# Dictionary Definition

# User Contributed Dictionary

## English

### Verb

transposed- past of transpose

# Extensive Definition

otheruses transposition

In linear
algebra, the transpose of a matrix
A is another matrix AT (also written Atr, tA, or A′)
created by any one of the following equivalent actions:

- write the rows of A as the columns of AT
- write the columns of A as the rows of AT
- reflect A by its main diagonal (which starts from the top left) to obtain AT

Formally, the transpose of an m × n matrix A is
the n × m matrix

- \mathbf^\mathrm_ = \mathbf_ for 1 \le i \le n, 1 \le j \le m.

## Examples

- \begin

\begin 1 & 2 \\ 3 & 4 \\ 5 & 6 \end^
\!\! \;\! = \, \begin 1 & 3 & 5\\ 2 & 4 & 6 \end.
\;

## Properties

For matrices A, B and scalar c we have the following properties of transpose:\left( \mathbf^\mathrm \right) ^\mathrm = \mathbf
\quad \,

- Taking the transpose is an involution (self inverse).

- The transpose is a linear map from the space of m × n matrices to the space of all n × m matrices.

- Note that the order of the factors reverses. From this one can deduce that a square matrix A is invertible if and only if AT is invertible, and in this case we have (A−1)T = (AT)−1. It is relatively easy to extend this result to the general case of multiple matrices, where we find that (ABC...XYZ)T = ZTYTXT...CTBTAT.

- The transpose of a scalar is the same scalar.

- The determinant of a matrix is the same as that of its transpose.

- \mathbf \cdot \mathbf = \mathbf^ \mathbf,

- For an invertible matrix A, the transpose of the inverse is the inverse of the transpose.

## Special transpose matrices

A square matrix whose transpose is equal to itself is called a symmetric matrix; that is, A is symmetric if- \mathbf^ = \mathbf.\,

A square matrix whose transpose is also its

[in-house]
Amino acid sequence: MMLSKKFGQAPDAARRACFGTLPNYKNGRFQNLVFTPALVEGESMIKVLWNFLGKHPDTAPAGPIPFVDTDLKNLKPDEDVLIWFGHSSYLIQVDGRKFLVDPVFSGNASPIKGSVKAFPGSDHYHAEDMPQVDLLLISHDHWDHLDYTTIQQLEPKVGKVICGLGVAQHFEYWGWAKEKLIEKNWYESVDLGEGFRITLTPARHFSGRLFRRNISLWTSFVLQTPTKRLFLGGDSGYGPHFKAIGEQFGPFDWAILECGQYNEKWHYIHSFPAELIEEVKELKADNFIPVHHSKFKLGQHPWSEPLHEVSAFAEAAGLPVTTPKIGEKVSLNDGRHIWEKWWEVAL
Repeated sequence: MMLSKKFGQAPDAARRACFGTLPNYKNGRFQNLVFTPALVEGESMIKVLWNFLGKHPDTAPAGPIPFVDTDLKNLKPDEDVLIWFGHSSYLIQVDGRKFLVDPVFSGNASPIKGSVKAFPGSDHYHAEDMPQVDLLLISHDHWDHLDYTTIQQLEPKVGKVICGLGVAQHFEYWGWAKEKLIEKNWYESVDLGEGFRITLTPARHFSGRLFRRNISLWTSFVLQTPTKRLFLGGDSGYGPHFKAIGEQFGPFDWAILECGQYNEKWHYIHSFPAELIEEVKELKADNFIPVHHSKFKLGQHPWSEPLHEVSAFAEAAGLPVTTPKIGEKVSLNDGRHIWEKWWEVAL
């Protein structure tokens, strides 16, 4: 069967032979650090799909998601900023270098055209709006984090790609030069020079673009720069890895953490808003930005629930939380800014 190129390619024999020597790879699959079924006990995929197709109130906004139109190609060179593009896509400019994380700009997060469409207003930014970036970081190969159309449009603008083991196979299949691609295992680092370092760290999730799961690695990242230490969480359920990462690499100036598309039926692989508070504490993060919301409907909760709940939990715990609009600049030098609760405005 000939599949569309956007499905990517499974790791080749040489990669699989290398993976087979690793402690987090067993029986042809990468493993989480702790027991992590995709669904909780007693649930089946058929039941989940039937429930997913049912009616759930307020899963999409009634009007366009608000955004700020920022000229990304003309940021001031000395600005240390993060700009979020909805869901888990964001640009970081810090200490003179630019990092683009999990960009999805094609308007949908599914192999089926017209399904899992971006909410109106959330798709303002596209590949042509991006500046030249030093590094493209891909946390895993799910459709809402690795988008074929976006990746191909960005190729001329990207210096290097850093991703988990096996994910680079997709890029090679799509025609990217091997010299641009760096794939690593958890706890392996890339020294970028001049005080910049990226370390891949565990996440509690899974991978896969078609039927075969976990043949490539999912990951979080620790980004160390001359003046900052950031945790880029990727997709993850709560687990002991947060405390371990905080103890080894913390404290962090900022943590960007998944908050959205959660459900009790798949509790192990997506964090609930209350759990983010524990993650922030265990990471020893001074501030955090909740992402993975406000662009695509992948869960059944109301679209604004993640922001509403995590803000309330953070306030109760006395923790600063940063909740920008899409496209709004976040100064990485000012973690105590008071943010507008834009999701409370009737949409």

inverse is called an orthogonal
matrix; that is, G is orthogonal if

- \mathbf^\mathrm = \mathbf^\mathrm \mathbf = \mathbf_n , \, the identity matrix, i.e. GT = G-1.

A square matrix whose transpose is equal to its
negative is called skew-symmetric
matrix; that is, A is skew-symmetric if

- \mathbf^ = -\mathbf.\,

The conjugate
transpose of the complex
matrix A, written as A*, is obtained by taking the transpose of A
and the complex
conjugate of each entry:

- \mathbf^* = (\overline)^ = \overline.

## Transpose of linear maps

If f: V→W is a linear map between vector spaces V and W with nondegenerate bilinear forms, we define the transpose of f to be the linear map tf : W→V, determined by- B_V(v,^tf(w))=B_W(f(v),w) \quad \forall\ v \in V, w \in W.

Over a complex vector space, one often works with
sesquilinear
forms instead of bilinear (conjugate-linear in one argument).
The transpose of a map between such spaces is defined similarly,
and the matrix of the transpose map is given by the conjugate
transpose matrix if the bases are orthonormal. In this case, the
transpose is also called the Hermitian
adjoint.

If V and W do not have bilinear forms, then the
transpose of a linear map f: V→W is only defined as a
linear map tf : W*→V* between the dual spaces of
W and V.

## Implementation of matrix transposition on computers